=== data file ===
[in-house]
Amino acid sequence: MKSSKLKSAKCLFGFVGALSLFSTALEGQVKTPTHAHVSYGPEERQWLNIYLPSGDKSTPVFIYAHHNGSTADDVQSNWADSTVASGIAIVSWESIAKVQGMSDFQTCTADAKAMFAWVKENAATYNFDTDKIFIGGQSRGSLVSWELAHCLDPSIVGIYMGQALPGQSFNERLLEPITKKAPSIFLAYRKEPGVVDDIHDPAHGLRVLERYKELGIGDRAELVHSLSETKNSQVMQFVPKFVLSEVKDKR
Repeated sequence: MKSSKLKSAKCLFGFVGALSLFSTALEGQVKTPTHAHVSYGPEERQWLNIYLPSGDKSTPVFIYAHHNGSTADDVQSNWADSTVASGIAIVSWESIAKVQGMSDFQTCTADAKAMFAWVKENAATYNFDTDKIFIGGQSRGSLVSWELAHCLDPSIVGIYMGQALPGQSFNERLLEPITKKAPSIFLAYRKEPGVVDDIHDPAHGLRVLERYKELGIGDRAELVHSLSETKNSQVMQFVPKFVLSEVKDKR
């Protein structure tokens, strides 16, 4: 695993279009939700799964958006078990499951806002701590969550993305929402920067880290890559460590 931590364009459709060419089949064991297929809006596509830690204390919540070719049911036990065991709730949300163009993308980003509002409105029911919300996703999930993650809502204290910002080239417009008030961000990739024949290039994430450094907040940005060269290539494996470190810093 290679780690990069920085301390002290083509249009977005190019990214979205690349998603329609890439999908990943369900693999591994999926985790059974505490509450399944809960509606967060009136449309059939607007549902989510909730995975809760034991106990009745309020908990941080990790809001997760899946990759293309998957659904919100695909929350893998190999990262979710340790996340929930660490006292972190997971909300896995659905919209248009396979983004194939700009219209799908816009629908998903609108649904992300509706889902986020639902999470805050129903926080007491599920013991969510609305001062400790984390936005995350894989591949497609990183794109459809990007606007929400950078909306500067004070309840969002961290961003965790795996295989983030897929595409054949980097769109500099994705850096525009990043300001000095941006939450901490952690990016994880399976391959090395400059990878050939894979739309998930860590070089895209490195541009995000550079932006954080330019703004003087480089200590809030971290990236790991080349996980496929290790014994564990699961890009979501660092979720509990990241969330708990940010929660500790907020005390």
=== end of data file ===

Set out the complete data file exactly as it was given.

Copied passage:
[in-house]
Amino acid sequence: MKSSKLKSAKCLFGFVGALSLFSTALEGQVKTPTHAHVSYGPEERQWLNIYLPSGDKSTPVFIYAHHNGSTADDVQSNWADSTVASGIAIVSWESIAKVQGMSDFQTCTADAKAMFAWVKENAATYNFDTDKIFIGGQSRGSLVSWELAHCLDPSIVGIYMGQALPGQSFNERLLEPITKKAPSIFLAYRKEPGVVDDIHDPAHGLRVLERYKELGIGDRAELVHSLSETKNSQVMQFVPKFVLSEVKDKR
Repeated sequence: MKSSKLKSAKCLFGFVGALSLFSTALEGQVKTPTHAHVSYGPEERQWLNIYLPSGDKSTPVFIYAHHNGSTADDVQSNWADSTVASGIAIVSWESIAKVQGMSDFQTCTADAKAMFAWVKENAATYNFDTDKIFIGGQSRGSLVSWELAHCLDPSIVGIYMGQALPGQSFNERLLEPITKKAPSIFLAYRKEPGVVDDIHDPAHGLRVLERYKELGIGDRAELVHSLSETKNSQVMQFVPKFVLSEVKDKR
């Protein structure tokens, strides 16, 4: 695993279009939700799964958006078990499951806002701590969550993305929402920067880290890559460590 931590364009459709060419089949064991297929809006596509830690204390919540070719049911036990065991709730949300163009993308980003509002409105029911919300996703999930993650809502204290910002080239417009008030961000990739024949290039994430450094907040940005060269290539494996470190810093 290679780690990069920085301390002290083509249009977005190019990214979205690349998603329609890439999908990943369900693999591994999926985790059974505490509450399944809960509606967060009136449309059939607007549902989510909730995975809760034991106990009745309020908990941080990790809001997760899946990759293309998957659904919100695909929350893998190999990262979710340790996340929930660490006292972190997971909300896995659905919209248009396979983004194939700009219209799908816009629908998903609108649904992300509706889902986020639902999470805050129903926080007491599920013991969510609305001062400790984390936005995350894989591949497609990183794109459809990007606007929400950078909306500067004070309840969002961290961003965790795996295989983030897929595409054949980097769109500099994705850096525009990043300001000095941006939450901490952690990016994880399976391959090395400059990878050939894979739309998930860590070089895209490195541009995000550079932006954080330019703004003087480089200590809030971290990236790991080349996980496929290790014994564990699961890009979501660092979720509990990241969330708990940010929660500790907020005390």